Together again: British child trapped in Afghanistan reunited with mother in Northampton
It's taken a huge effort to get the little boy out of the Taliban controlled country
By Natalie Bloomer
Last December NN Journal reported on the story of Nadia (at the time we used the name of Samia at her request) who was facing eviction from her social housing.
Nadia arrived in Northampton from Afghanistan in February 2021 to join her husband who had lived in the UK for 20 years. When her spouse visa was issued she was informed that she only had a short period of time to make the journey to the UK or the couple would have to start the process again.
At this point their two year-old son’s British passport had not yet been issued and so they took the difficult decision of leaving him with her brother with the intention of returning to collect him once the paperwork was completed.
Just weeks after Nadia made the trip her husband was taken ill with Covid and in April he died at Northampton General Hospital. Days later she discovered she was pregnant and that she was also facing eviction from her flat by Northampton Partnership Homes because the tenancy was only in her husband’s name.
After NN Journal’s report the West Northants cabinet member for housing Adam Brown stepped in and Nadia was told she could stay in her home. But her problems didn’t end there.
In addition to grieving for her husband and worrying about keeping a roof over her and her expected child’s head she had to watch on as the Taliban took back control of Afghanistan, knowing her son Mustafa was trapped there. Although the child’s British passport had been issued by then, the situation in the country meant she couldn’t return to get him.
With few friends in Northampton, Nadia relied on support from the founder of the Northampton Afghan community group Obaidullah Khushull, known locally as Kush.
He enlisted the help of local Conservative MP for Northampton South Andrew Lewer and Labour councillor for Castle ward Danielle Stone.
Together Lewer’s head of office Art Conaghan and Cllr Stone have worked tirelessly alongside Kush to try to get Mustafa out of Afghanistan. This has included his British passport being smuggled into the country from Pakistan (where somebody had agreed to take it to be passed on) and a network of different organisations which either work in the country or have links there trying to find a route out for the child. Northamptonshire solicitor Michael Orton Jones also prepared paperwork to confirm Mustafa was able to travel without a parent.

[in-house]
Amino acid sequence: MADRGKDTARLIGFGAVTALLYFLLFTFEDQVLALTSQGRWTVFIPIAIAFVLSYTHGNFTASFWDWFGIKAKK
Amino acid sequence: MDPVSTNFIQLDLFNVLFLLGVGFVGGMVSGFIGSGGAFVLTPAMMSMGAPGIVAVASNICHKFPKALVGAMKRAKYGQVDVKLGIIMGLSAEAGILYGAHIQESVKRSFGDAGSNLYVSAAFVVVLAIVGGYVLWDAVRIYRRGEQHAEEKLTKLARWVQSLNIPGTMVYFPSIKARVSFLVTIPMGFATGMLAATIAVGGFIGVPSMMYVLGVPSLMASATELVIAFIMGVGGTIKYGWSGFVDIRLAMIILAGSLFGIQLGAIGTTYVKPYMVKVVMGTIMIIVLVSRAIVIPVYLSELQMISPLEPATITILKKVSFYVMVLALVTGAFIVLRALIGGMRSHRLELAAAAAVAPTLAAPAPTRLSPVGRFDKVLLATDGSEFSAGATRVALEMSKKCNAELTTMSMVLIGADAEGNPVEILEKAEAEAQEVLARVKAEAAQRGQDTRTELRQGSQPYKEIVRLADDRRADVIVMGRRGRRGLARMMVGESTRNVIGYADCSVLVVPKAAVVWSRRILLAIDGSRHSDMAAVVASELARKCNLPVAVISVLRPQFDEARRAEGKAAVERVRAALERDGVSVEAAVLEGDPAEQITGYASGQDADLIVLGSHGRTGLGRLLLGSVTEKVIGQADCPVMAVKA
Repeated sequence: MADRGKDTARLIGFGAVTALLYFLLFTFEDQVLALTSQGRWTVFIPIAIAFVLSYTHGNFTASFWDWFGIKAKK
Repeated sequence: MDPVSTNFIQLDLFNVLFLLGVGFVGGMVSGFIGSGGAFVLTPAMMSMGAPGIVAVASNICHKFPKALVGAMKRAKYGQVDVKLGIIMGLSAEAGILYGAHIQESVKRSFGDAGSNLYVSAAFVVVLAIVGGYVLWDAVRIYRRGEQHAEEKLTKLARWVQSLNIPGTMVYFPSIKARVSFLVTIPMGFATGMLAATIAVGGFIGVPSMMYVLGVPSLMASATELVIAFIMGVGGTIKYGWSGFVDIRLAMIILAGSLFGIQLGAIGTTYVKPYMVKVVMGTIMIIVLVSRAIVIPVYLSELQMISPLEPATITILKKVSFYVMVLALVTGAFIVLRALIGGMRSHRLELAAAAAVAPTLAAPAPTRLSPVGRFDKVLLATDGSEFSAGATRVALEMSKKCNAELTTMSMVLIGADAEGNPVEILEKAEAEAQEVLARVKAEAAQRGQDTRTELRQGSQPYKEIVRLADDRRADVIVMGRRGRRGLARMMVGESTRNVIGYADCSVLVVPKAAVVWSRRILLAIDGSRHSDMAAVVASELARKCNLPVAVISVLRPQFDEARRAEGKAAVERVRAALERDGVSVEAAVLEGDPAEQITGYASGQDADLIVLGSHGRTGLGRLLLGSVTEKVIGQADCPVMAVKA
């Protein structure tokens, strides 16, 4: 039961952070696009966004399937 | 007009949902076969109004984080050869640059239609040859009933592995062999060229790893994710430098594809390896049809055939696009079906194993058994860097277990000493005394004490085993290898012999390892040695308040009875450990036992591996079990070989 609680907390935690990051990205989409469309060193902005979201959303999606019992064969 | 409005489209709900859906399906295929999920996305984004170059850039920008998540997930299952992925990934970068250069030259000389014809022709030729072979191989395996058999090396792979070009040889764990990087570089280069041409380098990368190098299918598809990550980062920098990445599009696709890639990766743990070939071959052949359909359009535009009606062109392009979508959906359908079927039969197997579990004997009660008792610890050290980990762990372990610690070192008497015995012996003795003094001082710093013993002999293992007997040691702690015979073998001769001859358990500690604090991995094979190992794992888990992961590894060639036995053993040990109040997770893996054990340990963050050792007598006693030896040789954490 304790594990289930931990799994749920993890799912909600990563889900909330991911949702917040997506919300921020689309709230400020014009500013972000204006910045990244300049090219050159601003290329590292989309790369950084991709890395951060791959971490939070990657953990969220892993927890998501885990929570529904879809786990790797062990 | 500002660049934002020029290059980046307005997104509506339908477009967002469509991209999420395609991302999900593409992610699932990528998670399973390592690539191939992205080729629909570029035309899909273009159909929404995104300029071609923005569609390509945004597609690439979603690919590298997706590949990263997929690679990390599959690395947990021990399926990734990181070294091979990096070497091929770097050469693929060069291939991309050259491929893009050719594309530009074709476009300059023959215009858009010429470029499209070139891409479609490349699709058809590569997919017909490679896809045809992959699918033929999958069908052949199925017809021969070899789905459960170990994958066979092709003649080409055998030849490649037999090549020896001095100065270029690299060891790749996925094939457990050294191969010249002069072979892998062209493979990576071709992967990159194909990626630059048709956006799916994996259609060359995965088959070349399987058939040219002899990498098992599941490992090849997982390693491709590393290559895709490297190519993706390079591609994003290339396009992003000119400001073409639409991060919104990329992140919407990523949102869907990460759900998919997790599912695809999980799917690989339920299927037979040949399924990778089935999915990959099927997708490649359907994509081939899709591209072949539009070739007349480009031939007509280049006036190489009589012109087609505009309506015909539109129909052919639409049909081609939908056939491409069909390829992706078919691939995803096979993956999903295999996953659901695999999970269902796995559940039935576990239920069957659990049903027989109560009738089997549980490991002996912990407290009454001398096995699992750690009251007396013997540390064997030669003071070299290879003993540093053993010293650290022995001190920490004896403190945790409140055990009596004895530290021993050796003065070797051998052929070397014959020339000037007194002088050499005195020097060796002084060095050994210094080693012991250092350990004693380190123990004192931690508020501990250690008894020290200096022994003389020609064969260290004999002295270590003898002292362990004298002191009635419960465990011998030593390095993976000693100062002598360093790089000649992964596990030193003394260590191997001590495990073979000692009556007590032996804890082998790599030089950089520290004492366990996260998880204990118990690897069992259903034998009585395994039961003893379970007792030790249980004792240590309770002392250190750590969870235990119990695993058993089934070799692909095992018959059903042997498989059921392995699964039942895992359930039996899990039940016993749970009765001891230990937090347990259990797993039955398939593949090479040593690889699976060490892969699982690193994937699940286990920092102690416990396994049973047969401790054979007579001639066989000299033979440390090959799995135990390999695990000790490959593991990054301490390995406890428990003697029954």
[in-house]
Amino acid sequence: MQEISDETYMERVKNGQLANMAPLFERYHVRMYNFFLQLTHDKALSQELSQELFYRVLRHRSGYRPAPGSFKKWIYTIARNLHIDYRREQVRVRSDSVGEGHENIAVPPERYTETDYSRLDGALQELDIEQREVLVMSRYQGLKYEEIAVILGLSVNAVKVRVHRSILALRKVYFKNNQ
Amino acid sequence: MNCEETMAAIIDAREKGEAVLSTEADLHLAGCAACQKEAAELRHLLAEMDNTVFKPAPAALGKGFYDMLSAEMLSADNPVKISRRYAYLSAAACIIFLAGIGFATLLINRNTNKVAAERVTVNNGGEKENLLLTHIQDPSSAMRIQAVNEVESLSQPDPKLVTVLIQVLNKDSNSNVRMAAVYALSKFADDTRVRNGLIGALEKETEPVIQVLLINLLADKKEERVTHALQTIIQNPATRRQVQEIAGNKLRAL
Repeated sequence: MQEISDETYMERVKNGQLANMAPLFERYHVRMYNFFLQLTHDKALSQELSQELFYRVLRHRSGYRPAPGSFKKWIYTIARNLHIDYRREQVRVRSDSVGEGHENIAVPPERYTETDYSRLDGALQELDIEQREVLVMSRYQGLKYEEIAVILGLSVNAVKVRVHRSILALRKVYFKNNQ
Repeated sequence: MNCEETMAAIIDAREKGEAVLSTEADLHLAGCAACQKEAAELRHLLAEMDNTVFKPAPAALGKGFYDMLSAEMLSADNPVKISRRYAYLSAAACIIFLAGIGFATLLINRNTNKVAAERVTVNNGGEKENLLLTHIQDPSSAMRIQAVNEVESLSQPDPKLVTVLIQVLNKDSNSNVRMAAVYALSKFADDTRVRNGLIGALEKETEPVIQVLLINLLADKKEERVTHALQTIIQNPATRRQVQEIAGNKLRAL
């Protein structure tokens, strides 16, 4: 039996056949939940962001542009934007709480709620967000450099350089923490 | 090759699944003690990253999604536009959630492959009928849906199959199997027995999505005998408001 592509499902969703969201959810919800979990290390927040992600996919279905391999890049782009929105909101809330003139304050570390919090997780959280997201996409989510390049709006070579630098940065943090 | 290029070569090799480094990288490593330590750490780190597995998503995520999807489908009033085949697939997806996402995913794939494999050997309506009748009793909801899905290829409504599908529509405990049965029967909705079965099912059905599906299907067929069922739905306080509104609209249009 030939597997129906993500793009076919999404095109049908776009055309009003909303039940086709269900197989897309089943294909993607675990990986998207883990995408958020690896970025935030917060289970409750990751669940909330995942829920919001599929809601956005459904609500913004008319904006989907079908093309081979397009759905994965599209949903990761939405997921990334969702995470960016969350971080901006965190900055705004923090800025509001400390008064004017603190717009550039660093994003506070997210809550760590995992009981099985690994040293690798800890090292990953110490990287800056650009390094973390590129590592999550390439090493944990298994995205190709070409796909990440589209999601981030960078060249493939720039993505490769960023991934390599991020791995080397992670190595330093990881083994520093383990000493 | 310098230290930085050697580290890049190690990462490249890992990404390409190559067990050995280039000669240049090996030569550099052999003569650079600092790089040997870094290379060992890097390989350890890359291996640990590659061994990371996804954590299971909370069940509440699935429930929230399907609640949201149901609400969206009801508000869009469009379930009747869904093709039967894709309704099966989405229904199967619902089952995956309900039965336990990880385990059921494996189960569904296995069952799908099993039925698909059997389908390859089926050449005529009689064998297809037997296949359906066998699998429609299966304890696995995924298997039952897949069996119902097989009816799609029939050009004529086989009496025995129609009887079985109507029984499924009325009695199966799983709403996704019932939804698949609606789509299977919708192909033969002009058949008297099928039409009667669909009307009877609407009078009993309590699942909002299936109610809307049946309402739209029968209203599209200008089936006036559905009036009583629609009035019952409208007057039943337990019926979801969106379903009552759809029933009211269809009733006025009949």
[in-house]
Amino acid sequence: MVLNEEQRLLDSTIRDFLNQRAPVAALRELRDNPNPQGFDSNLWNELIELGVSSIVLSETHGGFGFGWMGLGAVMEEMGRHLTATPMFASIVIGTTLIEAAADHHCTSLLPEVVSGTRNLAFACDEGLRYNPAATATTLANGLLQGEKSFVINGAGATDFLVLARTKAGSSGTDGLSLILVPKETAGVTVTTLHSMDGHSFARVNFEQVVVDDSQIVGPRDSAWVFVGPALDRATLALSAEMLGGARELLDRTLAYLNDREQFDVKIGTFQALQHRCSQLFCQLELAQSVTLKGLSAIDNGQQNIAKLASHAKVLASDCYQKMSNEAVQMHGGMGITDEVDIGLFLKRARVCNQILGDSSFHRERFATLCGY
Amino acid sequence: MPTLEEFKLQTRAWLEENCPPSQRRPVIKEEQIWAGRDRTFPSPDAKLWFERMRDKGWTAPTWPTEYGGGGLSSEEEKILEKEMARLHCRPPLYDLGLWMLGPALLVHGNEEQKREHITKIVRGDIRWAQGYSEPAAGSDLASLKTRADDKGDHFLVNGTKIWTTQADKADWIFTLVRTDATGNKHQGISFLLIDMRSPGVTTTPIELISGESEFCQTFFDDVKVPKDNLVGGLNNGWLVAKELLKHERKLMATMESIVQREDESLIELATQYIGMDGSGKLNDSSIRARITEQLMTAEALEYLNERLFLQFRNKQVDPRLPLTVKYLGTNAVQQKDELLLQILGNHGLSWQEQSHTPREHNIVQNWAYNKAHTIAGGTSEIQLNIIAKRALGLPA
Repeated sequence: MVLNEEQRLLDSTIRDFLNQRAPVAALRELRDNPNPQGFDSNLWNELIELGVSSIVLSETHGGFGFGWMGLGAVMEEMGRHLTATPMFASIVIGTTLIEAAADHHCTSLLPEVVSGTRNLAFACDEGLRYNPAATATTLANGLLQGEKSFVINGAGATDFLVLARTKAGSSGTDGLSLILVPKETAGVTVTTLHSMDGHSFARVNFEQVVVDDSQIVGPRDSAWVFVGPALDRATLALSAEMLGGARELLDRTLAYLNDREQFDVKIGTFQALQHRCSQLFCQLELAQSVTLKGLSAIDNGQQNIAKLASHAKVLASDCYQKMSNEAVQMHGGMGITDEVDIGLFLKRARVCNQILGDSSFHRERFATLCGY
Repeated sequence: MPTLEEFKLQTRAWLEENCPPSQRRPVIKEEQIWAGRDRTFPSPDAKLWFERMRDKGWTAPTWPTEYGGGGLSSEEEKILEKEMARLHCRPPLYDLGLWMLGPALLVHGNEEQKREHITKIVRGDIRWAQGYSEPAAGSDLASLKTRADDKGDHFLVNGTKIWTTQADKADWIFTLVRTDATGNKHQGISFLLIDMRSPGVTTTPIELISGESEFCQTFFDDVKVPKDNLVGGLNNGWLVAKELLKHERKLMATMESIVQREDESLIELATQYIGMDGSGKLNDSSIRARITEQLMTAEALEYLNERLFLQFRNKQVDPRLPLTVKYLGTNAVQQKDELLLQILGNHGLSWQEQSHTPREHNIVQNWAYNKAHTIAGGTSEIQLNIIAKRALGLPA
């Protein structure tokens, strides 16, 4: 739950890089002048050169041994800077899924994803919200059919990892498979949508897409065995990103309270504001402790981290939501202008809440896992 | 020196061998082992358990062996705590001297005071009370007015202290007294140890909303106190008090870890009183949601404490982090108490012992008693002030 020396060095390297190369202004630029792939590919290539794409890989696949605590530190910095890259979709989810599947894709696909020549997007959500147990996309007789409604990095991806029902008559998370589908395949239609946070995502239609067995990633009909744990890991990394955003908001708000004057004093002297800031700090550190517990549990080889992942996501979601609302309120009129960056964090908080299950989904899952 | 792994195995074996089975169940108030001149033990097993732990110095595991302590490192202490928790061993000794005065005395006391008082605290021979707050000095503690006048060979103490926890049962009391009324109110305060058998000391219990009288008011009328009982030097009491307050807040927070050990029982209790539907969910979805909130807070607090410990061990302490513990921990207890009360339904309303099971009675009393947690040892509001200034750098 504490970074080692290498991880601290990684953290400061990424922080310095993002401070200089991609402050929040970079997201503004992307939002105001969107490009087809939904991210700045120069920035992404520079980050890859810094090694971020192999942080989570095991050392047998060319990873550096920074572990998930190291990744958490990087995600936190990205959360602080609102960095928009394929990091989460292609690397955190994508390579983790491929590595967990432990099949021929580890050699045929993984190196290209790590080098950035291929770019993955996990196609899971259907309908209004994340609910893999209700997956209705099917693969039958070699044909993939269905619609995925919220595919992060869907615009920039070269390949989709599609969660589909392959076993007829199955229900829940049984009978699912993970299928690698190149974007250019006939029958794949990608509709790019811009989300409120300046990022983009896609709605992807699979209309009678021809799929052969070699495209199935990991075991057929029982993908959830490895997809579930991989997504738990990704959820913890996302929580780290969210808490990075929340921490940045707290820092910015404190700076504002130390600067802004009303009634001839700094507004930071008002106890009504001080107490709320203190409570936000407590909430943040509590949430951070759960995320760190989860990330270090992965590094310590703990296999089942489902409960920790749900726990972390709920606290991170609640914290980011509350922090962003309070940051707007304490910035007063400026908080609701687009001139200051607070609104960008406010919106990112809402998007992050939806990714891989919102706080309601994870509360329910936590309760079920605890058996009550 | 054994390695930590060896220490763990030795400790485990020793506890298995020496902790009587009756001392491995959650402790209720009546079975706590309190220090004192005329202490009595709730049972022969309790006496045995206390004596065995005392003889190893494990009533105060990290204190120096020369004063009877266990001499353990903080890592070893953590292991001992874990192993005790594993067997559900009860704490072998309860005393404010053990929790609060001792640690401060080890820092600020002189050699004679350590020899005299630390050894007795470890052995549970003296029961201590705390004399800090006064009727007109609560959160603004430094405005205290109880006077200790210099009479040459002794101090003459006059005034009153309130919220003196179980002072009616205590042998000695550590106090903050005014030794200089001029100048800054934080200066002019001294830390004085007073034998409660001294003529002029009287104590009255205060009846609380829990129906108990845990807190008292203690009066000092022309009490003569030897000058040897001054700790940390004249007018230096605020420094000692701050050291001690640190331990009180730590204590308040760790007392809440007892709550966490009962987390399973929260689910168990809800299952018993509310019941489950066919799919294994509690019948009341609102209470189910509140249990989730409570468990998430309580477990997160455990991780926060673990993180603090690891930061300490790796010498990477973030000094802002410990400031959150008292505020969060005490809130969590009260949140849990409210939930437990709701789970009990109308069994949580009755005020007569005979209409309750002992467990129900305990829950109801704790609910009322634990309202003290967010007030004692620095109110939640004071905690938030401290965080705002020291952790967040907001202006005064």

“So many people have been working on this, I’ve had meetings with the Foreign Office and Ministry of Defence and other organisations but there has been a whole network of people calling on every contact possible,” Art said.
Last Wednesday, after lots of hurdles, news came that a woman was travelling to Northampton from Afghanistan and was willing to bring Mustafa with her.
One of the organisations working with the family has links with staff at Kabul airport and arranged for them to collect Mustafa and escort him through. But it wasn’t all plain sailing.
The woman travelling with Mustafa used her phone to take a picture of him to send to Nadia to let her know they would soon be on their way. This angered Taliban members patrolling the airport who tried to confiscate her phone and began asking questions about what she was doing. She was terrified they would prevent them from travelling but luckily the contacts who had collected Mustafa stepped in and were able to calm the situation down.
At 7am on Friday morning Nadia, Kush, Art and Cllr Stone, waited eagerly at Heathrow airport for Mustafa to arrive.
“It all went really well and Mustafa was so happy to see his mum. It just shows, you should never lose hope,” Cllr Stone told NN Journal as the group arrived back at Nadia’s flat in Northampton.
Balloons hung from the ceiling and children’s toys were scattered across the floor - a vast change from when we first met Nadia as a pregnant widow facing homelessness and desperate to get her son back.
As we spoke Nadia happily bounced her baby girl on her lap while Mustafa played by her feet.
“I am so happy and I’m so grateful to everyone who has helped. I can never thank everyone enough,” she said.
After an incredibly difficult period, she says she is finally feeling settled in Northampton and is looking forward to finding a school for Mustafa.
“I lost my husband and that was my biggest struggle and then I thought I would lose my home. Now I have my children with me and a roof over my head. I have everything I need.”
Although this is a happy ending for Nadia, more British citizens including children are still stuck in Afghanistan.
“What the Taliban is doing there is not acceptable. All humans have rights - people in Afghanistan should expect the same human rights as people in any other country. We have to keep raising awareness about what is happening,” Kush said.
Ahead of a story we plan to run shortly, we would be grateful if you could spare a couple of minutes to take part in our survey about how visible you think policing is in the area where you live.
NN Journal is a reader-supported publication. To receive all of our original reporting from Northamptonshire subscribe below